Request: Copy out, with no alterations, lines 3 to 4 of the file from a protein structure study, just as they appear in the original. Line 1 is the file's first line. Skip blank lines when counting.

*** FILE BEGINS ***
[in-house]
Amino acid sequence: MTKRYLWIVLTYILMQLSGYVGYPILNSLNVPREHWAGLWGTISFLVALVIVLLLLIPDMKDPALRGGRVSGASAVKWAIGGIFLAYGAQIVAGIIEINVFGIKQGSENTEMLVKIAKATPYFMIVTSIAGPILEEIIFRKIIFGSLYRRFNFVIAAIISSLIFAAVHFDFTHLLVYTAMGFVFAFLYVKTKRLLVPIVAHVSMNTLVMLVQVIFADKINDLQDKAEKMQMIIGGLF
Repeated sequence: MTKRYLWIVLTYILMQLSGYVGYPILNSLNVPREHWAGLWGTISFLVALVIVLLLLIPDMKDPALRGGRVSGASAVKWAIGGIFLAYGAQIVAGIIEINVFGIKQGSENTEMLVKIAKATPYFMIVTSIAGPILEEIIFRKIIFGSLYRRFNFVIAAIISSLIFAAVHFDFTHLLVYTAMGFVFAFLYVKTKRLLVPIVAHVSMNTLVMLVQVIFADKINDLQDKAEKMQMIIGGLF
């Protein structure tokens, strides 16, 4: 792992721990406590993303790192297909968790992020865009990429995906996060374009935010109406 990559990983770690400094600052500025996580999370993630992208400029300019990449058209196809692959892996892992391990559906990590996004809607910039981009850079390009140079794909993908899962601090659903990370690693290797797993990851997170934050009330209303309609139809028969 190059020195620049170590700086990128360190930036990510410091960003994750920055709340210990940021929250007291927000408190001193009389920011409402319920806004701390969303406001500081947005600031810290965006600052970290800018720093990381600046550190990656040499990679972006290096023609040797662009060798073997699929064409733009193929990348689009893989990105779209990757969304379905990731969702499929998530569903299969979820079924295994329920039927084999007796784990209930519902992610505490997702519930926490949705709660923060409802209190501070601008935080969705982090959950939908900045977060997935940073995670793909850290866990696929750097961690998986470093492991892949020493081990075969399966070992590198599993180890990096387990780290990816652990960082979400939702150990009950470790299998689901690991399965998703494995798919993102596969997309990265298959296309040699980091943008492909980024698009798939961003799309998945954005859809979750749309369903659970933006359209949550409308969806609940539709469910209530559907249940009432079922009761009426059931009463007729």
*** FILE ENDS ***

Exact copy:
Repeated sequence: MTKRYLWIVLTYILMQLSGYVGYPILNSLNVPREHWAGLWGTISFLVALVIVLLLLIPDMKDPALRGGRVSGASAVKWAIGGIFLAYGAQIVAGIIEINVFGIKQGSENTEMLVKIAKATPYFMIVTSIAGPILEEIIFRKIIFGSLYRRFNFVIAAIISSLIFAAVHFDFTHLLVYTAMGFVFAFLYVKTKRLLVPIVAHVSMNTLVMLVQVIFADKINDLQDKAEKMQMIIGGLF
């Protein structure tokens, strides 16, 4: 792992721990406590993303790192297909968790992020865009990429995906996060374009935010109406 990559990983770690400094600052500025996580999370993630992208400029300019990449058209196809692959892996892992391990559906990590996004809607910039981009850079390009140079794909993908899962601090659903990370690693290797797993990851997170934050009330209303309609139809028969 190059020195620049170590700086990128360190930036990510410091960003994750920055709340210990940021929250007291927000408190001193009389920011409402319920806004701390969303406001500081947005600031810290965006600052970290800018720093990381600046550190990656040499990679972006290096023609040797662009060798073997699929064409733009193929990348689009893989990105779209990757969304379905990731969702499929998530569903299969979820079924295994329920039927084999007796784990209930519902992610505490997702519930926490949705709660923060409802209190501070601008935080969705982090959950939908900045977060997935940073995670793909850290866990696929750097961690998986470093492991892949020493081990075969399966070992590198599993180890990096387990780290990816652990960082979400939702150990009950470790299998689901690991399965998703494995798919993102596969997309990265298959296309040699980091943008492909980024698009798939961003799309998945954005859809979750749309369903659970933006359209949550409308969806609940539709469910209530559907249940009432079922009761009426059931009463007729």